William Dampier - A Voyage to New Holland (1699)
A VOYAGE TO TERRA AUSTRALIS
CHAPTER 1. DEPARTURE AND PROVISIONING EN ROUTE
THE AUTHOR'S ARRIVAL AT MAYO
I got not in till the next day, February 11, when I come to an anchor in the road, which is the leeward part of the island; for it is a general rule never to anchor to windward of an island between the tropics. We anchored at 11 o'clock in 14 fathom clean sand, and very smooth water, about three-quarters of a mile from the shore, in the same place where I anchored in my voyage round the world; and found riding here the Newport of London, a merchantman, Captain Barefoot commander, who welcomed me with 3 guns and I returned one for thanks. He came from Fayal, one of the western islands; and had store of wine and brandy aboard. He was taking in salt to carry to Newfoundland, and was very glad to see one of the King's ships, being before our coming afraid of pirates, which of late years had much infested this and the rest of the Cape Verde Islands.
I have given some account of the island of Mayo and of other of these islands in my Voyage round the World, but I shall now add some further observations that occurred to me in this voyage. The island of Mayo is about 7 leagues in circumference, of a roundish form, with many small rocky points shooting out into the sea a mile or more. Its latitude is 15 degrees north, and as you sail about the isle, when you come pretty nigh the shore, you will see the water breaking off from those points; which you must give a berth to and avoid them. I sailed at this time two parts in three round the island, but saw nothing dangerous besides these points; and they all showed themselves by the breaking of the water: yet it is reported that on the north and north-north-west side there are dangerous shoals that lie farther off at sea; but I was not on that side. There are 2 hills on this island of a considerable height; one pretty bluff, the other peaked at top. The rest of the island is pretty level and of a good height from the sea. The shore clear round hath sandy bays between the rocky points I spoke of, and the whole island is a very dry sort of soil.
OF THE CAPE VERDE ISLANDS; ITS SALT POND COMPARED WITH THAT OF SALT TORTUGA; ITS TRADE FOR SALT, AND FRAPE-BOATS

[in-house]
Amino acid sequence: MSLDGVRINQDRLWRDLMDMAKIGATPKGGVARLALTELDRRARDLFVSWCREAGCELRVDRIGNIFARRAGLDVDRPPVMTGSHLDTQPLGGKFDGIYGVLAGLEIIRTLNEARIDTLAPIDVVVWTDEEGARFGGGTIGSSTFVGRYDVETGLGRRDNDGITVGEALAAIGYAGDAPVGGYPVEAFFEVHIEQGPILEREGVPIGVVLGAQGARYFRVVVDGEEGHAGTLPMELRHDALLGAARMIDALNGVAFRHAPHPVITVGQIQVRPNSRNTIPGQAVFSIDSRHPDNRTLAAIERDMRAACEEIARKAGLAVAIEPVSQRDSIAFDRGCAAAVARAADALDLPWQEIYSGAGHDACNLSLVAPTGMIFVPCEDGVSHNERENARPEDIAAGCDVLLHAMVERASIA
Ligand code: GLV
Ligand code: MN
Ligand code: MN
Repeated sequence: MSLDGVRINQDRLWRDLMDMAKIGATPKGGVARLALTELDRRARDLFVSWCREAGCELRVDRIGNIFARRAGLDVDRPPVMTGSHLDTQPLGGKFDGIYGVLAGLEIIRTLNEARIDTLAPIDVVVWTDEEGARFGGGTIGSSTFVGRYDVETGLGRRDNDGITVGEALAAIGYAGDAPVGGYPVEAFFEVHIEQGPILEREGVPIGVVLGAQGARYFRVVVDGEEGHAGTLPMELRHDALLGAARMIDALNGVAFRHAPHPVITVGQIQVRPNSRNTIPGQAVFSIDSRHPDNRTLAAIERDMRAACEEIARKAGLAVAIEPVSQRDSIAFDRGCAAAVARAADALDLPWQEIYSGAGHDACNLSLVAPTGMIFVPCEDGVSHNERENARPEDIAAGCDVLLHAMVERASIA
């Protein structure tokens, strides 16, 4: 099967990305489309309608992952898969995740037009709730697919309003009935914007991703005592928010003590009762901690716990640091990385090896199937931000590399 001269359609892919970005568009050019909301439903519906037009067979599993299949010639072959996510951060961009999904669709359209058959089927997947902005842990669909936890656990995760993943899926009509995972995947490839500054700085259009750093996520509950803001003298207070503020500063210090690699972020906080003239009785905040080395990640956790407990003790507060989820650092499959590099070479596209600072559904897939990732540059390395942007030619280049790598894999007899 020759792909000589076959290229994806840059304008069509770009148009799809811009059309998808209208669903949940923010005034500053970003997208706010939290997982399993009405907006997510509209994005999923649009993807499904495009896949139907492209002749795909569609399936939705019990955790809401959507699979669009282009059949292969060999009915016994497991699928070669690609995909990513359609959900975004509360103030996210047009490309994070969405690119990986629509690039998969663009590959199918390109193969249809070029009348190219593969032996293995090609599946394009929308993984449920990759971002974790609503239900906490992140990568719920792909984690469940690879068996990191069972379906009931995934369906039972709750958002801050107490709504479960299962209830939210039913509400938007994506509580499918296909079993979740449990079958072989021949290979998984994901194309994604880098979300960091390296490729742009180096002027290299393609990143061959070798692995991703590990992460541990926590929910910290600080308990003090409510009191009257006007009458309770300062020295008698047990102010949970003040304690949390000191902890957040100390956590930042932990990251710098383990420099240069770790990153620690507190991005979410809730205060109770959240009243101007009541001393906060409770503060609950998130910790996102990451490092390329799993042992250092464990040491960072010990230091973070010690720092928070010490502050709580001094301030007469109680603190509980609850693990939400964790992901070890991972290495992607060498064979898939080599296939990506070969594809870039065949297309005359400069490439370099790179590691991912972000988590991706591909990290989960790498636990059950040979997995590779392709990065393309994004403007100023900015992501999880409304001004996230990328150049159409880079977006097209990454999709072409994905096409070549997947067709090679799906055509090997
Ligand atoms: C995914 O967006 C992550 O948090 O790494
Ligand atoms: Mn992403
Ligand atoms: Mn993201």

On the west side of the isle where the road for ships is, there is a large sandy bay and a sandbank of about 40 paces wide within it which runs along the shore 2 or 3 miles; within which there is a large salina or salt pond, contained between the sandbank and the hills beyond it. The whole salina is about 2 miles in length, and half a mile wide; but above one half of it its commonly dry. The north end only of the pond never wants water, producing salt from November till May, which is here the dry season of the year. The water which yields this salt works in from out of the sea through a hole in the sandbank before mentioned, like a sluice, and that only in spring tides when it fills the pond more or less, according to the height of the tides. If there is any salt in the ponds when the flush of water comes in it presently dissolves: but then in 2 or 3 days after it begins to kern; and so continues kerning till either all or the greatest part of the salt water is congealed or kerned; or till a fresh supply of it comes in again from the sea. This water is known to come in only at that one passage on the north part of the pond; where also it is deepest. It was at a spring of the new moon when I was there; and I was told that it comes in at no other time but at the new moon spring tides; but why that should be I can't guess. They who come hither to lade salt rake it up as it kerns, and lay it in heaps on the dry land, before the water breaks in anew: and this is observable of this salt pond, that the salt kerns only in the dry season, contrary to the salt ponds in the West Indies, particularly those of the island Salt Tortuga, which I have formerly mentioned, for they never kern there till the rains come in about April; and continue to do so in May, June, July etc. while the wet season lasts; and not without some good shower of rain first: but the reason also of this difference between the salt ponds of Mayo and those of the West Indies why these should kern in the wet season, and the former in the dry season, I shall leave to philosophers.